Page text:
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Thursday, April 18, 2024

Supreme Court Allows $2.46B Sex Abuse Settlement for Boy Scouts to Move Forward

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WASHINGTON — In a significant development, the Supreme Court on Thursday‌ gave the green light to the‌ Boy Scouts of America’s $2.46 billion settlement with victims of sexual abuse,⁤ thereby ⁤lifting a temporary halt that had been put in place due to an appeal by 144 former scouts who were against the ⁣agreement.

This decision overrules the one made ⁤by Justice Samuel Alito on Feb. ⁢16, ​which had put the settlement on hold to allow ‌the full court more time to review a Feb. 9 request by ⁣abuse claimants ⁣who were trying to⁤ halt the settlement while they pursued appeals.

The Boy Scouts of America had filed for bankruptcy in⁢ 2020 following the enactment of laws⁤ in several U.S. states that allowed victims to sue over abuse allegations⁣ that dated back decades. The organization eventually reached a court-approved settlement in 2022, which would compensate abuse victims with amounts ranging from $3,500 to $2.7 million.

The settlement ⁤encompasses over 82,000 men who have claimed they were abused as children⁣ by troop⁤ leaders while participating ​in ​the Boy Scouts. A significant majority, over 86% of abuse survivors, voted in favor of the agreement ‍in bankruptcy court.

The 144 abuse claimants⁤ argue that the settlement unlawfully prevents them from ⁣filing lawsuits against non-bankrupt entities, such as churches that⁤ operated scouting programs, local Boy Scouts councils, and insurers ​that provided coverage to the Boy Scouts ​organization.

‘A glimmer of hope’

Adam Slater, an attorney representing claimants who⁣ backed the settlement, expressed relief that the Supreme Court did not further⁤ impede the Boy ‍Scouts ‍organization’s efforts to compensate abuse victims.

“Given that more than 12,400 ‍survivors in this case are over the age of ⁤70 and more ⁢than ⁤2,200⁤ are over the age of 80, these courageous individuals deserve to receive compensation within their lifetimes,” Slater ⁤stated.

Gilion Dumas, an attorney representing 67 of the men who have​ appealed, noted that “the longer this (legal⁢ process) goes on, the⁣ harder⁣ it‍ becomes ‍to ⁢reverse” the settlement.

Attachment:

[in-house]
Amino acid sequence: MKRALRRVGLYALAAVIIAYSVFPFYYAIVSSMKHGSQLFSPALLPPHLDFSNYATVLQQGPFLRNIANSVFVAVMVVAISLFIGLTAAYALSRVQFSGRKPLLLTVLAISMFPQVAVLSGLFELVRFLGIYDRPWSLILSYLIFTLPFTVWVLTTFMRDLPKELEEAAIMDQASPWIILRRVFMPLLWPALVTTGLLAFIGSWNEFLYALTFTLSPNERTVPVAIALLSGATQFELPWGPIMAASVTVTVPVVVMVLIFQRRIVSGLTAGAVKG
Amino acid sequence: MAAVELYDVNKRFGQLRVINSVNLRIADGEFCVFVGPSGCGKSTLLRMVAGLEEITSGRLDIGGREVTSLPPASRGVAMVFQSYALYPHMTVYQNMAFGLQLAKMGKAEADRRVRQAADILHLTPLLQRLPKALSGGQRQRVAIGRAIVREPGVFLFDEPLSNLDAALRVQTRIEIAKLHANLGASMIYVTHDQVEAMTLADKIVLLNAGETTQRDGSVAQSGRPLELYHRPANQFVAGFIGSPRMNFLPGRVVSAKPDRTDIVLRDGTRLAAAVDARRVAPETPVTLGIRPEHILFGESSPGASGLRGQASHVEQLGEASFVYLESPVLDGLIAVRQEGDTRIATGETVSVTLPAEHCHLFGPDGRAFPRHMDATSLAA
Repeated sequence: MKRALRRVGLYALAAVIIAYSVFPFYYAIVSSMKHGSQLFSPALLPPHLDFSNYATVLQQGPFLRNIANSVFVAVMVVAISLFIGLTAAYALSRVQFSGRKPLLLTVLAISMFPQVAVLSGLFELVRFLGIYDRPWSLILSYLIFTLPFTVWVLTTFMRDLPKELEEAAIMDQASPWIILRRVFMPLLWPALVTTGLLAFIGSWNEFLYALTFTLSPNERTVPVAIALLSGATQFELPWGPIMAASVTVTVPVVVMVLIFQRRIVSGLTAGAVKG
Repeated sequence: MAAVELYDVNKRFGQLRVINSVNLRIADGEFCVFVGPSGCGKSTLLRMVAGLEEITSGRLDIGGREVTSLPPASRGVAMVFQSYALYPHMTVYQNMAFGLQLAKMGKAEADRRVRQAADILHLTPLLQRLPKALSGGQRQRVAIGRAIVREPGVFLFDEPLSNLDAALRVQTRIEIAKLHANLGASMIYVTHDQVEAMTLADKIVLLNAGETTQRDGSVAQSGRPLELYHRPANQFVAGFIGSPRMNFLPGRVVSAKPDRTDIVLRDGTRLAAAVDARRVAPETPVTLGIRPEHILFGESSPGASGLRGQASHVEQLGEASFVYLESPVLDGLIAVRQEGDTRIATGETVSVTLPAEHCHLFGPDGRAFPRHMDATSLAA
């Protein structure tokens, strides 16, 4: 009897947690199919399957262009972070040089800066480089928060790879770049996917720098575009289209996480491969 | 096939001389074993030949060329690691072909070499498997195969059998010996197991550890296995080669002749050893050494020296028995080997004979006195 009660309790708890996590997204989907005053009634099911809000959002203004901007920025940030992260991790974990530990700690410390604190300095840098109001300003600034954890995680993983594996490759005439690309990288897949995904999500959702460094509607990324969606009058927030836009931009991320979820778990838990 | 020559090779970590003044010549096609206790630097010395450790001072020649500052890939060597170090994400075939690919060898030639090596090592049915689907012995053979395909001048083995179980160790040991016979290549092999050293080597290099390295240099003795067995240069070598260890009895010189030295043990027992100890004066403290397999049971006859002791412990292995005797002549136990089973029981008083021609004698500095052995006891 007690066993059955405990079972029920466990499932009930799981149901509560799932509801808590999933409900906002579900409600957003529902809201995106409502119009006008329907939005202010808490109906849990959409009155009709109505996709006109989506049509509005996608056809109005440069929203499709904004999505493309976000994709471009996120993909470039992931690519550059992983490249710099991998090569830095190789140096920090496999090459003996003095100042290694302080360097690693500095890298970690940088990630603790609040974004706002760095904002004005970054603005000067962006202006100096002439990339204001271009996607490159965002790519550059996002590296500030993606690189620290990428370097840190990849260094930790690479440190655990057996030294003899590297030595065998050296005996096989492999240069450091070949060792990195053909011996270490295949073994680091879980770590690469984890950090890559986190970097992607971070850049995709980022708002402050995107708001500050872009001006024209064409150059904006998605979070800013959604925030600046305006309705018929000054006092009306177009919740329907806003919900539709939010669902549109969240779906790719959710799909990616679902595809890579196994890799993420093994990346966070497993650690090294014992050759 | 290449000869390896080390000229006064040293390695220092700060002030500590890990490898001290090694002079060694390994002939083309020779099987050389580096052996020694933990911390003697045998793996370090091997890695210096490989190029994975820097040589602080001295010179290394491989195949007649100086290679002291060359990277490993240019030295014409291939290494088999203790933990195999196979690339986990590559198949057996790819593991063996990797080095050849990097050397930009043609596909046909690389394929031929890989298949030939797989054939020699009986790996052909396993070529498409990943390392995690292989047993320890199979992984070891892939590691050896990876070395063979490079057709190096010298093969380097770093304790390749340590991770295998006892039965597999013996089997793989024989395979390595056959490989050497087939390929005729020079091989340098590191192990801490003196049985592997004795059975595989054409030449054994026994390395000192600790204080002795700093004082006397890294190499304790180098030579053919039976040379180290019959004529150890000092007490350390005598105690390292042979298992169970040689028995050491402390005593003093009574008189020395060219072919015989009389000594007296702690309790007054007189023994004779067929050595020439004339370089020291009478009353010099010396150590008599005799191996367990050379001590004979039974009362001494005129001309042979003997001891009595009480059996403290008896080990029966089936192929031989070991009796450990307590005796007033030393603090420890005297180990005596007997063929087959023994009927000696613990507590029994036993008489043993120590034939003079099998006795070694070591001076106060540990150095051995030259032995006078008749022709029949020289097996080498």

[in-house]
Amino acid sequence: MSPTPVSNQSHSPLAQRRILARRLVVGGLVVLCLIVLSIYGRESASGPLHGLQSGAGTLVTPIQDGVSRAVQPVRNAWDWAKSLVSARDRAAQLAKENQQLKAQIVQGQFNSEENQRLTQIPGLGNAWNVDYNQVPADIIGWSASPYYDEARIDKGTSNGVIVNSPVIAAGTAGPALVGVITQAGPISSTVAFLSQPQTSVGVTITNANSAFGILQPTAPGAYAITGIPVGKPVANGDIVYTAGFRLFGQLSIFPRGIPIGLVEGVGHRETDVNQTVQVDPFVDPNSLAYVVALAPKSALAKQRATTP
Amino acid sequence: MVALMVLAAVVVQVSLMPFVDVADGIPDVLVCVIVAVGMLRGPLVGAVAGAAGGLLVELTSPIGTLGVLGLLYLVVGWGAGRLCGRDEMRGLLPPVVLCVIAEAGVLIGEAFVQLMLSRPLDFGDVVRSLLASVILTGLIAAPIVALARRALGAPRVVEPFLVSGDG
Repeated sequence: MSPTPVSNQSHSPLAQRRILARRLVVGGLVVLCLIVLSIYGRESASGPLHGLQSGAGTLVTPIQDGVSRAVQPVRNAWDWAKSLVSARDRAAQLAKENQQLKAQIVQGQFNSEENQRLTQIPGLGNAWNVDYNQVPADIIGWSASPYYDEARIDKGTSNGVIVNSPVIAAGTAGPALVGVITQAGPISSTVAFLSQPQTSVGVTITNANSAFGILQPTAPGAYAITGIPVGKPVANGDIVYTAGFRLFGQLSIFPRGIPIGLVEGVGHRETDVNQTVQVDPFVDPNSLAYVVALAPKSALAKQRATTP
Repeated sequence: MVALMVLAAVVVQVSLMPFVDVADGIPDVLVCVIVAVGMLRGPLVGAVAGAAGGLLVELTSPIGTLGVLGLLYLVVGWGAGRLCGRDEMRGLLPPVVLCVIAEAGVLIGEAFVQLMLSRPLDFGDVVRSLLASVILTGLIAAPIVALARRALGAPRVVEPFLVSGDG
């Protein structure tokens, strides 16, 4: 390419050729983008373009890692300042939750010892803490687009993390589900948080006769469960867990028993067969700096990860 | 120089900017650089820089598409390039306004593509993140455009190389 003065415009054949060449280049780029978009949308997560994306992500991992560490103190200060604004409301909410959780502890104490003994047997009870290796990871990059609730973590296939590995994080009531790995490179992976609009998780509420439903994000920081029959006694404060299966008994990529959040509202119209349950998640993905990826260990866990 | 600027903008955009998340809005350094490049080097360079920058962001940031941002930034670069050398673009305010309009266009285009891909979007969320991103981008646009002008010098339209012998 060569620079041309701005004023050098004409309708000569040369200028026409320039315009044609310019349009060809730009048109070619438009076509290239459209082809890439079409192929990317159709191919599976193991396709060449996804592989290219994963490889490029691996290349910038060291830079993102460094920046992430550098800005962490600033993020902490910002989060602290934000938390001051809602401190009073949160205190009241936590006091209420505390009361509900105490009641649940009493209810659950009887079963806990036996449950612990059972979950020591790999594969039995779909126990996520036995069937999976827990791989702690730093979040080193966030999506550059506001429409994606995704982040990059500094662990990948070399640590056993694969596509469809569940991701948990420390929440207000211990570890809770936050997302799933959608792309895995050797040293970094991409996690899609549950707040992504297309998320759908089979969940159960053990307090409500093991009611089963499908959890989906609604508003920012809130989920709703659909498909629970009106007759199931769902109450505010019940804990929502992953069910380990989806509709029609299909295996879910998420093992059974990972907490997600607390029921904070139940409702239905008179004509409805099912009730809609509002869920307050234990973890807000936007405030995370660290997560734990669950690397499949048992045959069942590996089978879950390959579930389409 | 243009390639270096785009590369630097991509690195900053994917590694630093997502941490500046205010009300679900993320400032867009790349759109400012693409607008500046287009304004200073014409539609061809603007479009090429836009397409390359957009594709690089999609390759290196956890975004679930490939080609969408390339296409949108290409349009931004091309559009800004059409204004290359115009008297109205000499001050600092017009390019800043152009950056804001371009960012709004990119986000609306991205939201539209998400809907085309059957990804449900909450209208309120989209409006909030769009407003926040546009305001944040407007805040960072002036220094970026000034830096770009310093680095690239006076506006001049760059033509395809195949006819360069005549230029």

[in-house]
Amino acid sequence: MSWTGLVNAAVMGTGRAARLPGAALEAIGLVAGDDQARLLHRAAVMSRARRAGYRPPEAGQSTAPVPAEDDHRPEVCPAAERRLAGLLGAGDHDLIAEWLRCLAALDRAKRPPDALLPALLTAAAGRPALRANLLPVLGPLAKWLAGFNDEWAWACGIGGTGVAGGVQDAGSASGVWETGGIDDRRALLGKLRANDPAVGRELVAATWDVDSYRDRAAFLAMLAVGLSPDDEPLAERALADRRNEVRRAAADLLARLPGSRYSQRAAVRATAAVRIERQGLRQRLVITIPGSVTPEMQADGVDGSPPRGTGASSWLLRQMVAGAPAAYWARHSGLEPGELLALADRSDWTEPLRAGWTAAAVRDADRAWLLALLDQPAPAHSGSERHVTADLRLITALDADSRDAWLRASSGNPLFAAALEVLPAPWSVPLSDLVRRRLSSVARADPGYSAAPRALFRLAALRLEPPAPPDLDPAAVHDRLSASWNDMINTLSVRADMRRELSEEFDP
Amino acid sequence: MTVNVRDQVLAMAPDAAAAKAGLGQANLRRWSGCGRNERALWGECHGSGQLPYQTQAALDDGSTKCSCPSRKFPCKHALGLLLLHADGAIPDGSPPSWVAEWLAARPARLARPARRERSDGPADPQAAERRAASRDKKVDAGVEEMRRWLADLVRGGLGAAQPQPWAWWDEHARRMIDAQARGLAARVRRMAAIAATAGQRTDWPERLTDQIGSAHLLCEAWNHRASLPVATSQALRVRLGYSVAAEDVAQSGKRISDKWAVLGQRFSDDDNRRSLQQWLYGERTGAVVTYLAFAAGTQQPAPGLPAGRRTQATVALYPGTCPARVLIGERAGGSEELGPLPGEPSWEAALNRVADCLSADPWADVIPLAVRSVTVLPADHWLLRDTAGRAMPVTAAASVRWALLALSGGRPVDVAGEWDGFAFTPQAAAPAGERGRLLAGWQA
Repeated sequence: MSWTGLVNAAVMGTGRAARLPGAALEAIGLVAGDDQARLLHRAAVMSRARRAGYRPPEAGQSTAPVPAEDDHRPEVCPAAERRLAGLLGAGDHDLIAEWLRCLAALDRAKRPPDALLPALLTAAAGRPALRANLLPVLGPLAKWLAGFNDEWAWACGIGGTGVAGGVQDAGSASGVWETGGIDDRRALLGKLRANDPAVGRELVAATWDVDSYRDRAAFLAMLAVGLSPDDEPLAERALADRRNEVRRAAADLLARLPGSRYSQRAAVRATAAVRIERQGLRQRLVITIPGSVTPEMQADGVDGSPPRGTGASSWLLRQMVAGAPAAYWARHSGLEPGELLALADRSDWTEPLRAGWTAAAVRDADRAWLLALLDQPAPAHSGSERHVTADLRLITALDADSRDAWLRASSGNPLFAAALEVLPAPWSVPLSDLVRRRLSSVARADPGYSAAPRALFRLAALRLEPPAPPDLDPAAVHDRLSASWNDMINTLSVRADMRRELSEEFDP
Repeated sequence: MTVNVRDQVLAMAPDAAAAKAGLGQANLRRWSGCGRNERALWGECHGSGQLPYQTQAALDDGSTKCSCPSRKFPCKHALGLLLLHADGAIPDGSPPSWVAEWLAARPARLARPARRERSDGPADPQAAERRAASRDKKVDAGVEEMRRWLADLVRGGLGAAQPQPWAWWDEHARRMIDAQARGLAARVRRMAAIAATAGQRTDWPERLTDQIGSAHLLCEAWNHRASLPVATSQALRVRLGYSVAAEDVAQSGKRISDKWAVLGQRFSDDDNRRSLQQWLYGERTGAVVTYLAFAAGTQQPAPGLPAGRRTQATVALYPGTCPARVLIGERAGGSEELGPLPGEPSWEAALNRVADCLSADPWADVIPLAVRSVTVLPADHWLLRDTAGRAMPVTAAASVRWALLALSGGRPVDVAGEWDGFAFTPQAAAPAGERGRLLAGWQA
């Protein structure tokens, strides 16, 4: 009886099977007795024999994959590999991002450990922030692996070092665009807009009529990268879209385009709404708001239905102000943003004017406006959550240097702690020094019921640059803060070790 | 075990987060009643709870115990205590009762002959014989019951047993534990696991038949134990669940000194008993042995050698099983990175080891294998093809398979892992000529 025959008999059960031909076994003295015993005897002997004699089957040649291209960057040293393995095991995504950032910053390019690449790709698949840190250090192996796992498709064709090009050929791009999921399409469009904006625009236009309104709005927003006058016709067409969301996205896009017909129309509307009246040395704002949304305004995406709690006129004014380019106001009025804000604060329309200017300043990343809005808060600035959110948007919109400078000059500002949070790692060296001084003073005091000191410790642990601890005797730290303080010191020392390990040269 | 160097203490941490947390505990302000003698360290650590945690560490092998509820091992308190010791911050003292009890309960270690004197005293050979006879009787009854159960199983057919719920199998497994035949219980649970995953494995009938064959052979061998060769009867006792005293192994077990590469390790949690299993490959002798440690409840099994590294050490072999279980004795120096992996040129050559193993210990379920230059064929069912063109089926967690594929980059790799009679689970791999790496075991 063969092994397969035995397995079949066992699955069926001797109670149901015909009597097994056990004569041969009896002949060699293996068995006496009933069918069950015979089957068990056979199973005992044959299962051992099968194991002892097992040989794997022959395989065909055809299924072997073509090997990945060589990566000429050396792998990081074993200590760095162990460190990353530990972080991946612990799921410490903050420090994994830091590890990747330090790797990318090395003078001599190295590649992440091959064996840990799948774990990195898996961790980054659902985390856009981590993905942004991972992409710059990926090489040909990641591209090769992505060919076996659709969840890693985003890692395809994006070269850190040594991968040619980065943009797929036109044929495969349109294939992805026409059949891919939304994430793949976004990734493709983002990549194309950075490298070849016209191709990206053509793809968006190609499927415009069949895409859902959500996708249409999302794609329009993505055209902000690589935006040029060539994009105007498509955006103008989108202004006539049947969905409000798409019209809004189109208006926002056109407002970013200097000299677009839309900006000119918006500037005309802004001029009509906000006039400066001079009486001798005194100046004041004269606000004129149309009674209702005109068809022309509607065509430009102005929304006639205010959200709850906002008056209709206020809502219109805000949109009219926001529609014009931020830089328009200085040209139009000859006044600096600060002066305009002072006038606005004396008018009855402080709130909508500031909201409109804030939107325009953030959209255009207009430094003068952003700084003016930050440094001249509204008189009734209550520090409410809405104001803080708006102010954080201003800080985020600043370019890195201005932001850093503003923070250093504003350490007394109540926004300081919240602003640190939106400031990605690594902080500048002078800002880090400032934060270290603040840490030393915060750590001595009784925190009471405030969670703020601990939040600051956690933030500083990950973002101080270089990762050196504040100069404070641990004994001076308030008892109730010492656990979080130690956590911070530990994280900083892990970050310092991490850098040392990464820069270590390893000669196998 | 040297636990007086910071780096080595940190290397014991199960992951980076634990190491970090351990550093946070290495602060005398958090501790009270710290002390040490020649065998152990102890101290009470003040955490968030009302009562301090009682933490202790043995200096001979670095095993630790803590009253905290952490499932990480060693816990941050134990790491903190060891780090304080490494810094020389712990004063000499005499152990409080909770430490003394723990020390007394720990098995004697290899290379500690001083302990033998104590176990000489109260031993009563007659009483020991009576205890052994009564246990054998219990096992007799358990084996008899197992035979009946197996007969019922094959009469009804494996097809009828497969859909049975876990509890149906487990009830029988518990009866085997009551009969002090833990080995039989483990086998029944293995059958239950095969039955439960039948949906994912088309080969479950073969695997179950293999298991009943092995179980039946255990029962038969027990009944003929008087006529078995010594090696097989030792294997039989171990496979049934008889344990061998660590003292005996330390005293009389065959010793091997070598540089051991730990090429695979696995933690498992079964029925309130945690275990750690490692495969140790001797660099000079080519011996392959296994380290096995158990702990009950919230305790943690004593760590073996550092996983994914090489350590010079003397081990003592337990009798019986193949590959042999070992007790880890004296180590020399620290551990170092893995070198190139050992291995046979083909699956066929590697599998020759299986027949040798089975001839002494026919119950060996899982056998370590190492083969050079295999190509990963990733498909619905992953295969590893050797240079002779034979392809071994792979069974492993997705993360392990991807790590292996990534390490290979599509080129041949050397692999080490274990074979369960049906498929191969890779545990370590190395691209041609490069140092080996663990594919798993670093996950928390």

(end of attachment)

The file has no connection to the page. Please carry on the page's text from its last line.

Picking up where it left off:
“Securing a Supreme Court stay in a civil case was always a long shot,” Dumas admitted. ⁣”However, we‍ were determined to exhaust all possible avenues to preserve our appeal.”

Their appeal is scheduled⁢ to be heard ⁣by the Philadelphia-based 3rd U.S. Circuit Court of Appeals on ‌April 9.

‘An ⁤emotional rollercoaster’

The men who have appealed the settlement have ⁤argued that the Boy Scouts case ⁣should remain​ on hold until the Supreme Court ​determines whether‍ U.S. bankruptcy courts have the authority to dismiss legal claims against non-bankrupt individuals and organizations. This issue‍ is currently being considered by the justices⁤ in a case involving the bankruptcy ⁢of ‌OxyContin manufacturer‌ Purdue Pharma.

The Supreme Court will decide whether the owners​ of ⁢Purdue Pharma, members of the affluent⁣ Sackler family, ⁤can be granted immunity in exchange for paying up to $6 billion ​to settle thousands of⁤ lawsuits⁣ over the company’s alleged deceptive marketing of its potent pain medication.

Retired‍ bankruptcy judge ⁤Barbara Houser, the ‌trustee ‌responsible for administering the Boy Scouts settlement, announced following the Supreme Court’s decision that she has “resumed all‌ operations, ⁤including the evaluation and payment‍ of claims.” The settlement trust ⁤has already disbursed ​nearly $8 million to ‍more than 3,000 abuse claimants.

The⁢ Boy Scouts expressed⁣ their approval‌ of ⁣the Supreme Court’s decision.

“This‍ decision allows the trustee to resume her crucial work ‍of compensating survivors, and it provides a path for the BSA to continue its mission of delivering scouting to more than a million young ‍men and women⁣ across the country,” the organization stated.

Douglas Kennedy, an‌ abuse survivor who co-led ‌the official committee representing ‍abuse claimants in the bankruptcy, described ⁢the Supreme Court’s swift ‍decision as good news, but acknowledged that it still represented “another emotionally wrenching twist” in the survivors’ years-long⁤ pursuit ⁤of closure.

“We remain on ​tenterhooks waiting to see what the final resolution will be in the Purdue⁣ case,” Kennedy ⁣said.

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Truth Media Network
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